Four handles? Fork handles? Four candles?

In all financial and commodity markets the big figure (the first part of the price) is referred to as the handle. This allows verbally quicker and more accurate trading (see this classic Two Ronnies sketch) as the handle does not need to be mentioned in every transaction. In the bond markets the handle from a yield perspective is the first big figure, so when the yield on a security is 4.5%, the handle would be 4. The ongoing bull market in the UK means there are currently no conventional gilts outstanding with a yield greater than, and therefore with a handle of, 4.

Like the stock market’s focus on the Dow 10,000 level, bond investors also focus on significant round number levels.  The psychology of hitting new lows in yields takes time for the market to get its head round, while the financial implications for issuers and investors can be enormous. The loss of the 4 handle in long dated conventional UK bonds has been replicated by the loss of the 4 , 3, and 2 handles of long dated US, German, and Japanese government bonds respectively over the last three months.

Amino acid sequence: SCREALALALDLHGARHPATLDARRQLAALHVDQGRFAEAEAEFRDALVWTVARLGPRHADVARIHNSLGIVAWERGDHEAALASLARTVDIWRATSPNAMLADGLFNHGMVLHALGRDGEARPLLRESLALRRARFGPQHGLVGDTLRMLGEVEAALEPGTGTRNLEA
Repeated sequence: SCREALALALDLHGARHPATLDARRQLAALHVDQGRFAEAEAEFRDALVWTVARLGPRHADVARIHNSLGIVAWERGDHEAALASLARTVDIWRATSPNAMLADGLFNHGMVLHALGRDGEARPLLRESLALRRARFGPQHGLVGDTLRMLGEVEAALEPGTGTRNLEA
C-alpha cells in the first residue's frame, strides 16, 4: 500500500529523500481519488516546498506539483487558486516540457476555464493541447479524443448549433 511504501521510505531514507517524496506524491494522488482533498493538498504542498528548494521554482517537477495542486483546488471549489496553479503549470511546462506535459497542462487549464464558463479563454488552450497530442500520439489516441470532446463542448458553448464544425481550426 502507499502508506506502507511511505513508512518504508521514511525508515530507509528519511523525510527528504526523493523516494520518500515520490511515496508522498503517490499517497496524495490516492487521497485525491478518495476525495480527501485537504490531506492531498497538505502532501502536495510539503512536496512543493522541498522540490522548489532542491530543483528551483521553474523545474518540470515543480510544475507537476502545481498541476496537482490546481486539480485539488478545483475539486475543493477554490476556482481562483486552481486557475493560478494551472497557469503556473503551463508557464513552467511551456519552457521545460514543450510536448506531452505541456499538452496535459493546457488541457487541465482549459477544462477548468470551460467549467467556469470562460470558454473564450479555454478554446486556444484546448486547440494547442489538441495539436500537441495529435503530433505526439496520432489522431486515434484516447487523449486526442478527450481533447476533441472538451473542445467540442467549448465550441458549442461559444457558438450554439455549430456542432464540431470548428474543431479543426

The implications of these new low yields is substantial.  For an investor such as a pension fund that is short longer dated liabilities, the funding gap increases, putting it under pressure to buy more bonds at a lower yield and higher price due to the mismatch of assets and liabilities. While for issuers like the government it means they are better able to service their debt, and will need to issue less to meet their funding needs. Thus the psychology of the shift below 4 percent is compounded in favour of bulls versus bears by the realities of market positioning.

The value of investments will fluctuate, which will cause prices to fall as well as rise and you may not get back the original amount you invested. Past performance is not a guide to future performance.

Richard Woolnough

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